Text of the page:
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as he could be of the shining of the sun.

This was soon noised abroad ; more and more came to inquire concerning these strange things. Some put him upon the proof of the great truths which such inquiries na.. turally led him to mention; and thus he was brought unawares to quote, explain, compare, and enforce several parts of Scripture. This he did at first, sitting in his house, till the company increased so that the house could not contain them. Then he stood at the door, which he was commonly obliged to do, in the evening as soon as he came from work. God immediately set his seal to what was spoken ; and several be. lieved, and therefore declared that God was merciful also to their unrighteousness, and had forgiven all their


In this manner John Nelson was employed as a teacher of Christianity at this early period. He afterward extended his labours by preaching during his dinner hour, and in the week-day evenings, as well as on the sabbath, in the surrounding towns and villages, till the magistrates interfered and sent him into the army, where he maintained his integrity, and nobly confessed his Lord. Subsequently to his liberation he was entirely devoted to the work of preaching the gospel ; and died, as he had lived, a good soldier of Jesus Christ, in the year 1774. His answers to cavil. lers, and the reproofs which he suddenly administered, were often most effective. Two instances may be given in illustration. When he had been pressed for a soldier, and was standing under a guard in the street at Leeds, a jolly well-dressed woman came to him, and, putting her face close to his, said, “ Now, Nelson, where is thy God? Thou saidst, at Shent's door, as thou wast preaching, thou wast no more afraid of his promise failing, than thou wast of dropping through the heart of the earth.” He answered, “ Look into the seventh chapter of Micah, and read the eighth and tenth verses." The words of those verses are, “ Rejoice not against me, O mine enemy : when I fall, I shall arise : when I sit in darkness, the Lord shall be a light unto me. Then she that is mine enemy shall see it, and shame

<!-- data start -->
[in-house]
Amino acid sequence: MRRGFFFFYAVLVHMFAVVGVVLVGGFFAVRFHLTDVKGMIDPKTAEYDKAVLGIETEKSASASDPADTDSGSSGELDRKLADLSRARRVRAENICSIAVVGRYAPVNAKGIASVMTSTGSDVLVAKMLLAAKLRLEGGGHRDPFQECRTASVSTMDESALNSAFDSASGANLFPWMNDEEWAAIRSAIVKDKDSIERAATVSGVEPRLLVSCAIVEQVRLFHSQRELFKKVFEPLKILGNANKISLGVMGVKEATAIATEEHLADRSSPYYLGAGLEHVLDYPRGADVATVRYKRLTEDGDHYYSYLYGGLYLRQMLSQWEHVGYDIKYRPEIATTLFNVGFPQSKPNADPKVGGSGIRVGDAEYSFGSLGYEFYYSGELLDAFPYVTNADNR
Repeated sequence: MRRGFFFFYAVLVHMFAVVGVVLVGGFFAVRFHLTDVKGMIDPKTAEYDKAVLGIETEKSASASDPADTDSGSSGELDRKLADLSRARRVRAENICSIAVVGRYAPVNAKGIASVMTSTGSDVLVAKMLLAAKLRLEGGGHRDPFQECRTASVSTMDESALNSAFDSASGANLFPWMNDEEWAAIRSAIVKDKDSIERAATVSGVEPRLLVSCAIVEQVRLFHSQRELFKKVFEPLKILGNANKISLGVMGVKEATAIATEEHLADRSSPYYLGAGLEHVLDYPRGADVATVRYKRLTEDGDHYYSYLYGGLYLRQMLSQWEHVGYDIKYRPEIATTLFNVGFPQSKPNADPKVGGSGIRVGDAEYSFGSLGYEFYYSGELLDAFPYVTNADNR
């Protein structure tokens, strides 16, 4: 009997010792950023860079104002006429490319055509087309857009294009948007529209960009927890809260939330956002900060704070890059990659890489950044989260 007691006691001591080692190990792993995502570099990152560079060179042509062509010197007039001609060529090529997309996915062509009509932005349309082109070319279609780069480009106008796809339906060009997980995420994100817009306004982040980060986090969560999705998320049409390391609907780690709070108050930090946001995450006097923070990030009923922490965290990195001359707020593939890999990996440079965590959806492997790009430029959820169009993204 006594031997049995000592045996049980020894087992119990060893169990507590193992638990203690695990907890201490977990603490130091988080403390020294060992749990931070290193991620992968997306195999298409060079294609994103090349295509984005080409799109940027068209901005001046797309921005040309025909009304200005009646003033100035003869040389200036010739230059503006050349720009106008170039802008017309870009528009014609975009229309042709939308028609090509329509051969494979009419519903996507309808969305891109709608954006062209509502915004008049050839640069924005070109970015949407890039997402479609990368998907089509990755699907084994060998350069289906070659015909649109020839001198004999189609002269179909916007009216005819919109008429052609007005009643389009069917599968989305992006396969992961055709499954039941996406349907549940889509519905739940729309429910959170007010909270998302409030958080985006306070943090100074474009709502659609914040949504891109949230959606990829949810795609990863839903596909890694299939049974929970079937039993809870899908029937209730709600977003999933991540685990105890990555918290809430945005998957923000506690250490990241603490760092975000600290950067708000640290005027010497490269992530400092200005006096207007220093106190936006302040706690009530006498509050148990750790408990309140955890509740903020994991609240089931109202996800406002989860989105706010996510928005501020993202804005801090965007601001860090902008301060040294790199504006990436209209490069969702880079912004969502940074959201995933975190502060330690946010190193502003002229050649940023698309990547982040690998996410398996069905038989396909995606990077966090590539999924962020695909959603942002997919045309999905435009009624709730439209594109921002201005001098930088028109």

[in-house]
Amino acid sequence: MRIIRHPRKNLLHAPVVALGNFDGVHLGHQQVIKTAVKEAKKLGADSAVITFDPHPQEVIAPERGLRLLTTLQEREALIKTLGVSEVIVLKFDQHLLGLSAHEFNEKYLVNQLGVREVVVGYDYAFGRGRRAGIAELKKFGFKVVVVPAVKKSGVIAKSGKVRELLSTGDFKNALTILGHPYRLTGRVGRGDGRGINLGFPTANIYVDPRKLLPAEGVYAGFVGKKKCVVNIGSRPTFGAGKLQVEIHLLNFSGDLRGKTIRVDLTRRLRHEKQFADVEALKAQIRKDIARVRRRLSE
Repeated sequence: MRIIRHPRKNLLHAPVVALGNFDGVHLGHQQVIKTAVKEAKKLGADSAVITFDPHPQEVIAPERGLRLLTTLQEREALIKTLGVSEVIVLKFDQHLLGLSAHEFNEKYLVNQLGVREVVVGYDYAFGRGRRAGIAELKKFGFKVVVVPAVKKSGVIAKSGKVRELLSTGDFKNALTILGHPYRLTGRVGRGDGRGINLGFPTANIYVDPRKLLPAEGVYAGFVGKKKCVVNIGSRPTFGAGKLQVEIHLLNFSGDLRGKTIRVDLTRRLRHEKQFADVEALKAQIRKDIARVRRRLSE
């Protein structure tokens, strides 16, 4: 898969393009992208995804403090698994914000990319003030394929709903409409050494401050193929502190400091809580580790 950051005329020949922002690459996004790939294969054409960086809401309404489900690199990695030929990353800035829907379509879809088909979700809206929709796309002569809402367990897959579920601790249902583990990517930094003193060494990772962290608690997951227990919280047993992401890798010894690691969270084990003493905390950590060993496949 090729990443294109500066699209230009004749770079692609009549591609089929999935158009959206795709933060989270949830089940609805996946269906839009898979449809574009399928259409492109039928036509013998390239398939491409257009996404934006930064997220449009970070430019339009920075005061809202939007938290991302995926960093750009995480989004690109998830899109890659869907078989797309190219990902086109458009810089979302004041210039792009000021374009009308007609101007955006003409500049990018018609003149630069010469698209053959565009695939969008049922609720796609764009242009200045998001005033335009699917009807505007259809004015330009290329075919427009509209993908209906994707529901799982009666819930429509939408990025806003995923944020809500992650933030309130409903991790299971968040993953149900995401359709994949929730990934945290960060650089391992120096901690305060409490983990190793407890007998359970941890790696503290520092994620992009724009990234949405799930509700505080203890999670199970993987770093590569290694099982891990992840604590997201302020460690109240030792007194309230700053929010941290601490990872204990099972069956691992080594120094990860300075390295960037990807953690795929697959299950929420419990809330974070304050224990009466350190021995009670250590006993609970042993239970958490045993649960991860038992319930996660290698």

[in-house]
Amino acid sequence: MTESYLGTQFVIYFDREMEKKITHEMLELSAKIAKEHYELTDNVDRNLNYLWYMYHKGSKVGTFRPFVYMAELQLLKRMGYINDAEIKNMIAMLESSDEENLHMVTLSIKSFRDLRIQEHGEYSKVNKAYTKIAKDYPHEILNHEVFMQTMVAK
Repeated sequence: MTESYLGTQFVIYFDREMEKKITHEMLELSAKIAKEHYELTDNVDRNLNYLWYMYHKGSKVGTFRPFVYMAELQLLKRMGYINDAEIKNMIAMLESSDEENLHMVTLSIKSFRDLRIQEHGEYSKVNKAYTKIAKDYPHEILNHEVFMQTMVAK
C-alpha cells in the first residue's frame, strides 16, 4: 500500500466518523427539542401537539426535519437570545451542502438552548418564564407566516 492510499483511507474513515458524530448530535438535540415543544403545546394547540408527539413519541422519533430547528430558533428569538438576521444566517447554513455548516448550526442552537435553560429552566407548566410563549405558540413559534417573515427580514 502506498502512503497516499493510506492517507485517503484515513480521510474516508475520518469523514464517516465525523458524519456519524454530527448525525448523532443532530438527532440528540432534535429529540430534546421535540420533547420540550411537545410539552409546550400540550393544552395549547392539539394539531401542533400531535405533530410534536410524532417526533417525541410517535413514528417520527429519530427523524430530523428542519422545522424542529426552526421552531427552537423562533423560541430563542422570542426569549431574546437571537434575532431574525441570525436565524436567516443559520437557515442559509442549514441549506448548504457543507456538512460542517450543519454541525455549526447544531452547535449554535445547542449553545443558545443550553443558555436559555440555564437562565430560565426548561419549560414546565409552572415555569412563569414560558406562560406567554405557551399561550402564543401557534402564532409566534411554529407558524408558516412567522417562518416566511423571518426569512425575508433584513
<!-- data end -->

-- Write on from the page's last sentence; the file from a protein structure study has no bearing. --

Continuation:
* Works, vol. ii, p. 252, Am. edit.

shall cover her which said unto me, Where is the Lord thy God ?

When brought before one of the aldermen of Not. tingham, that guardian of the public, peace said, “I wonder you can't stay in your own places. You might be convinced by this time, that the mob of Not.. tingham will never let you preach quietly in this town.' John promptly responded, “ I beg pardon, sir; I did not know before now that this town was governed by a mob; for most such towns are governed by magis. trates.” The alderman scolded; but his blushes betrayed the emotion which John's gentle and well-timed sarcasm had created,

From the time at which the preaching of Messrs. Maxfield, Westell, Richards, and Nelson received the sanction of the two Wesleys, other men, of similar piety and gifts, offered their services, and were accepted; so that, besides a large number of local preachers who la. boured only in their own respective neighbourhoods, in the year 1765 the number of those who were wholly devoted to the work of preaching the gospel, and were not episcopally ordained, amounted to ninety-four; and at the time of Mr. Wesley's death they amounted to three hundred, including thirteen in the West Indies, and six in Nova Scotia and Newfoundland. To these must be added the ministers belonging to the powerful and rapidly-increasing connection in the United States of America.

Many of the preachers, in common with the two Wesleys, by whom they were sanctioned and employed, endured severe and cruel persecutions, especially in the earlier periods of their ministry. Of this several in. stances are upon record. Two only will we mention in this place. Under the date of June 11th, 1744, Mr. Wesley says in his Journal, “ I left Newcastle, and in the afternoon met John Nelson, at Durham, with Thomas Beard, another quiet and peaceable man, who had lately been torn from his trade, and wife, and children, and sent away as a soldier, that is, banished from all that was near and dear to him, and constrained to dwell among lions, for no other crime, either com. mitted or pretended, than that of calling sinners to re

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pentance. But his soul was in nothing terrified by his
adversaries. Yet the body, after a while, sunk under
its burden. He was then lodged in the hospital, at
Newcastle, where he still praised God continually.
His fever increasing, he was let blood. His arm fes-
tered, mortified, and was cut off: two or three days
after which God signed his discharge, and called him
up to his eternal home.
•• Servant of God, well done! Well hast thou fought

The better fight; who single hast maintain'd,
Against revolted multitudes, the cause

Of God; in word mightier than they in arms.' Mr. Thomas Mitchell gives the following account : - In the year 1751 I was stationed in Lincolnshire. I found a serious people, and an open door ; but there were inany adversaries. This was far the most trying year which I had ever known.

But in every temptation God made a way to escape, that I might be able to bear it.